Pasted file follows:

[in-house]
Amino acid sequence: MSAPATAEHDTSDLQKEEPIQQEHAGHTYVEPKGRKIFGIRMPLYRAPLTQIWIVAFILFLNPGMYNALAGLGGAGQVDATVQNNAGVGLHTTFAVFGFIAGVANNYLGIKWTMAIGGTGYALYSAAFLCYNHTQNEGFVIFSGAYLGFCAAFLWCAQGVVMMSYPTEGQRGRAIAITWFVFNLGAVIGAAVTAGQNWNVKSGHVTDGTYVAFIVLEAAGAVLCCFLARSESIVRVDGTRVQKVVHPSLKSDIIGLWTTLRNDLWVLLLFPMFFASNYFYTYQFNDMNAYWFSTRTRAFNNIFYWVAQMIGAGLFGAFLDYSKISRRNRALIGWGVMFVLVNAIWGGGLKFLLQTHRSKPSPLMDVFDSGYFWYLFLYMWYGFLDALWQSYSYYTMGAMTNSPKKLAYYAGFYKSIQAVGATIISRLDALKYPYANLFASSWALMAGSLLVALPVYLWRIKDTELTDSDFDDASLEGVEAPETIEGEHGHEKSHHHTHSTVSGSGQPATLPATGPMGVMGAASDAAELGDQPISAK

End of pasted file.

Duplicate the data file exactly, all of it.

[in-house]
Amino acid sequence: MSAPATAEHDTSDLQKEEPIQQEHAGHTYVEPKGRKIFGIRMPLYRAPLTQIWIVAFILFLNPGMYNALAGLGGAGQVDATVQNNAGVGLHTTFAVFGFIAGVANNYLGIKWTMAIGGTGYALYSAAFLCYNHTQNEGFVIFSGAYLGFCAAFLWCAQGVVMMSYPTEGQRGRAIAITWFVFNLGAVIGAAVTAGQNWNVKSGHVTDGTYVAFIVLEAAGAVLCCFLARSESIVRVDGTRVQKVVHPSLKSDIIGLWTTLRNDLWVLLLFPMFFASNYFYTYQFNDMNAYWFSTRTRAFNNIFYWVAQMIGAGLFGAFLDYSKISRRNRALIGWGVMFVLVNAIWGGGLKFLLQTHRSKPSPLMDVFDSGYFWYLFLYMWYGFLDALWQSYSYYTMGAMTNSPKKLAYYAGFYKSIQAVGATIISRLDALKYPYANLFASSWALMAGSLLVALPVYLWRIKDTELTDSDFDDASLEGVEAPETIEGEHGHEKSHHHTHSTVSGSGQPATLPATGPMGVMGAASDAAELGDQPISAK